The political scene
The emergency powers in place since 2009 were lifted by Commodore Bainimarama in January 2012, ahead of the start of a consultation process on drafting a new constitution. The lifting of the Public Emergency Regulations was (PER) welcomed by the Australian and New Zealand governments as a first step towards greater political freedom. But new public order controls were decreed at the same time, which in effect enshrined elements of the PER into law.

McCully: regime will be held to its assertions of fair and open processes

Murray McCully and Bob Carr at today's stand up. 


The Ministerial Contact Group has wrapped up its visit with the chair, New Zealand’s Foreign Affairs Minister Murray McCully, saying it was short but useful.

McCully says the regime has assured the group elections are on the way along with the public consultation process for a new constitution.

He says the acting prime minister Aiyaz Sayed-Khaiyum and several officials have also assured them the process will be inclusive, fair and open. 


Tuesday, May 1, 2012

Khaiyum miffed over 'rushed briefing'


 Khaiyum: Caught on the hop and not happy with today's meeting with Carr and McCully. pics MINFO

Not quite a tantrum but pretty close. 

Fiji's acting prime minister was clearly not happy today with the way his meeting went with the Pacific Forum's Ministerial Contact Group, led by Australia's Bob Carr and New Zealand's Murray McCully. 

Aiyaz Sayed Khaiyum has accused the group of being too narrow in its approach saying it's not meeting a wide range of people. How so? He says of the 74 trade unions and other organisations the MCG could've met with, it chose 'those who are against the government'. 

"This afternoon they are meeting the trade unions and they are only meeting Pramod Rae, Rajeshwar Singh, Attar Singh and Felix Anthony. Felix Anthony we will turn around and say – well, he represents FTUC - but the point is there are many other organisations that do not actively participate in FTUC, so I don’t think it’s a very inclusive process on their part.”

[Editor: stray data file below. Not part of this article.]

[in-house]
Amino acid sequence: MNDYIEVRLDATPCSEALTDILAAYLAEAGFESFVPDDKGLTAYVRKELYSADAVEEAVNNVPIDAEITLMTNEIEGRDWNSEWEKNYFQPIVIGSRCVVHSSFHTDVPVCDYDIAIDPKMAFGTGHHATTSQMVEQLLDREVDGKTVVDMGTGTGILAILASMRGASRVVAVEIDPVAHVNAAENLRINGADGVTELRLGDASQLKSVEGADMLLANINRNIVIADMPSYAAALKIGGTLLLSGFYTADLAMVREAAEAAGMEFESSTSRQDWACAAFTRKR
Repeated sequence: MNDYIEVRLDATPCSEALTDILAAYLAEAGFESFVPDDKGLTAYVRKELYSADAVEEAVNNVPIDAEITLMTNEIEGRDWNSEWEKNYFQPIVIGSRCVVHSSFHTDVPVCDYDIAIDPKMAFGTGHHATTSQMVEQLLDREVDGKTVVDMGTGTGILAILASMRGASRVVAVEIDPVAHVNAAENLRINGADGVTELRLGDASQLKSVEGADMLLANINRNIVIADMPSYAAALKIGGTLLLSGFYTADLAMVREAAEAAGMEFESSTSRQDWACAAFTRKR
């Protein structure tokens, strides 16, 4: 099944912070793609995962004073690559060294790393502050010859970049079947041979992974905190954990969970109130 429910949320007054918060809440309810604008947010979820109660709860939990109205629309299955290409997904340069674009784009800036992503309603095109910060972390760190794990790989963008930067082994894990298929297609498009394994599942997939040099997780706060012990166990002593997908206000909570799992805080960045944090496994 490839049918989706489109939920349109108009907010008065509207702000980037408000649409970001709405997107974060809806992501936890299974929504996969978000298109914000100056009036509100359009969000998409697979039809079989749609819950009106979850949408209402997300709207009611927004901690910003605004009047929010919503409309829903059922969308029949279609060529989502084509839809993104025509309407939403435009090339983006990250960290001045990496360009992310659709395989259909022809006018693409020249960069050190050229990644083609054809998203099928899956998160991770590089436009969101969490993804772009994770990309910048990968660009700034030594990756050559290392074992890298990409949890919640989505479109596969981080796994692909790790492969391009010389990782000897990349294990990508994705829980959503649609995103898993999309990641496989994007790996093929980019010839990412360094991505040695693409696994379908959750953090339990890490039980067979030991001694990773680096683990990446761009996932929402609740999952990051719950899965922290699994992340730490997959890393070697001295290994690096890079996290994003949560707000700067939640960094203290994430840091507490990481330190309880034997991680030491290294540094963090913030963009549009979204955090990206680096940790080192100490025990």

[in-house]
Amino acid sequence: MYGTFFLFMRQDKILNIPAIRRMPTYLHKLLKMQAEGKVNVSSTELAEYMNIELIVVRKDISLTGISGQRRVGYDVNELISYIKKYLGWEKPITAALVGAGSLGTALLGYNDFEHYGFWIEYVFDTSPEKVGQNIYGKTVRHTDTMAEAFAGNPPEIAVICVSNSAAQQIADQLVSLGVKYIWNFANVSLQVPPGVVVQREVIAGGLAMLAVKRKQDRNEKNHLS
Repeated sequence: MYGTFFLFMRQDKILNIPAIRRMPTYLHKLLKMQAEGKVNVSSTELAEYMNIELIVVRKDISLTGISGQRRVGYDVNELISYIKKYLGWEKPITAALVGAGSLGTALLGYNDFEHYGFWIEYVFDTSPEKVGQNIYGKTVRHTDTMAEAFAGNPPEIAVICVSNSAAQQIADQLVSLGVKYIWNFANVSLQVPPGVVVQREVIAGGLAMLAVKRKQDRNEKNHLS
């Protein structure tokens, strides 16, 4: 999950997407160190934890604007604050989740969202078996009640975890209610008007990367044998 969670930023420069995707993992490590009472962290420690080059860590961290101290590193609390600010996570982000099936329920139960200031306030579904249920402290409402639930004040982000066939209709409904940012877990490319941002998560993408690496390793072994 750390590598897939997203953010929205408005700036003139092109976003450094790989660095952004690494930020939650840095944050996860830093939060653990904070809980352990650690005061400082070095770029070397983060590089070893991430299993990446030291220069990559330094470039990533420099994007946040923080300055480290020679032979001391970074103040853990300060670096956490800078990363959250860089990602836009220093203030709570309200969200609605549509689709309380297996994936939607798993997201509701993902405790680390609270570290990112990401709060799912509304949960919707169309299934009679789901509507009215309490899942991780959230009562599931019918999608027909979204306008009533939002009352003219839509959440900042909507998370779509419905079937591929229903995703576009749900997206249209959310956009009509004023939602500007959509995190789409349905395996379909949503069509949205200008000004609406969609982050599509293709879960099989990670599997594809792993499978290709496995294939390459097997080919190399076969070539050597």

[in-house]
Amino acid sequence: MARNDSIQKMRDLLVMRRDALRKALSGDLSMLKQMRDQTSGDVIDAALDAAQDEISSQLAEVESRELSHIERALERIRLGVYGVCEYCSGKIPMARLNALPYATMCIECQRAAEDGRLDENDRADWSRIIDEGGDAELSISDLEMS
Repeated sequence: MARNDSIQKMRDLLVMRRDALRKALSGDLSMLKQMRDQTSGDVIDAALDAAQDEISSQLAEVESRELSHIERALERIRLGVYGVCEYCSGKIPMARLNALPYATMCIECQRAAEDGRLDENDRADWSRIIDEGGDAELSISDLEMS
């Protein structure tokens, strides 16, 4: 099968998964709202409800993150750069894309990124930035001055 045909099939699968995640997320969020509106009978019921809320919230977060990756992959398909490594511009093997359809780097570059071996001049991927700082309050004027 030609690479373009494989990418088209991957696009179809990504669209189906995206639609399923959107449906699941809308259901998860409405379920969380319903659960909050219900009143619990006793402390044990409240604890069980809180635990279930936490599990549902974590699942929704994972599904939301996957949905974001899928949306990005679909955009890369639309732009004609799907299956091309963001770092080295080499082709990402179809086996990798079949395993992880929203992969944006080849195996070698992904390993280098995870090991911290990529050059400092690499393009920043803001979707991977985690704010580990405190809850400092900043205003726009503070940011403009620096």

FICTU: MCG need to know nothing has changed in Fiji

Bob Carr addressing the media in Fiji upon arrival yesterday. Photo: Minfo

The Fiji Islands Council of Trade Unions says it will be hammering home that nothing has changed  apart from an announcement of supposed elections in 2014, when  it meets the Pacific Islands Forum Ministerial Contact Group today.

FICTU General Secretary Attar Singh (right) says the MCG need to know that a path to elections has been announced without any consultation with  political parties, trade unions and the NGOs.

He has welcomed the MCG's visit to see what he calls the real situation on the ground.

Monday, April 30, 2012

Bainimarama in 'temple of doom' video

video 

No sign locally of Fiji's self-appointed prime minister as the high powered Pacific Forum's Ministerial Contact Group touches down in Suva. 

In cyberspace, though, Frank Bainimarama has been caught for all time paying homage to host India and its gods during a visit to the famous Golden Temple.


In what appears to be a short video to promote his attendance at the International Sugar Organisation meeting in Delhi last week, Bainimarama is seen wearing an orange turban and kissing the ground as his fellow temple goers cheer him on.


Footage shows him making a play for Indian rupees for tourism but he lets the side down with a sneeze and looks more like a village idiot than a statesman. Bush editing? Yes. Bush manners? Definitely. 




Democracy group warns MCG not to lift sanctions against regime

The Fiji Democracy & Freedom Movement in Australia says it is concerned the Pacific Islands Forum Ministerial Contact Group who arrive in Fiji today will try to lift the travel and smart sanctions.
 
FDFM President Suliasi Daunitutu says such a move would be totally inappropriate "because many fundamental changes still need to be implemented in Fiji" and the junta has yet to prove its seriousness of holding free and transparent Constitutional Consultations and General Elections in 2014. 

"Our concern is this: ‘just how serious is this dialogue with Fiji’ because rumours abound regarding the possible lifting of smart sanctions and travel bans against officials of Fiji’s illegal Military Junta, which would be a grave mistake and serious miscalculation on the Contact Group’s part." 

Sunday, April 29, 2012

Beddoes welcomes MCG saying time for Fiji to engage

Hillary Clinton and Bob Carr might be seeing eye to eye on Fiji but not everyone is hailing the latest initiative by the regional 'superpowers'.



Mick Beddoes (right)
A Pacific Forum Ministerial Contact Group arrives tomorrow to see first hand the progress being made for the 2014 elections and constitutional reform.

Led by Australia's Foreign Minister Bob Carr and New Zealand's Foreign Minister Murray McCully, the group will meet with the regime and a select group, believed to include trade unions and opposition political leaders.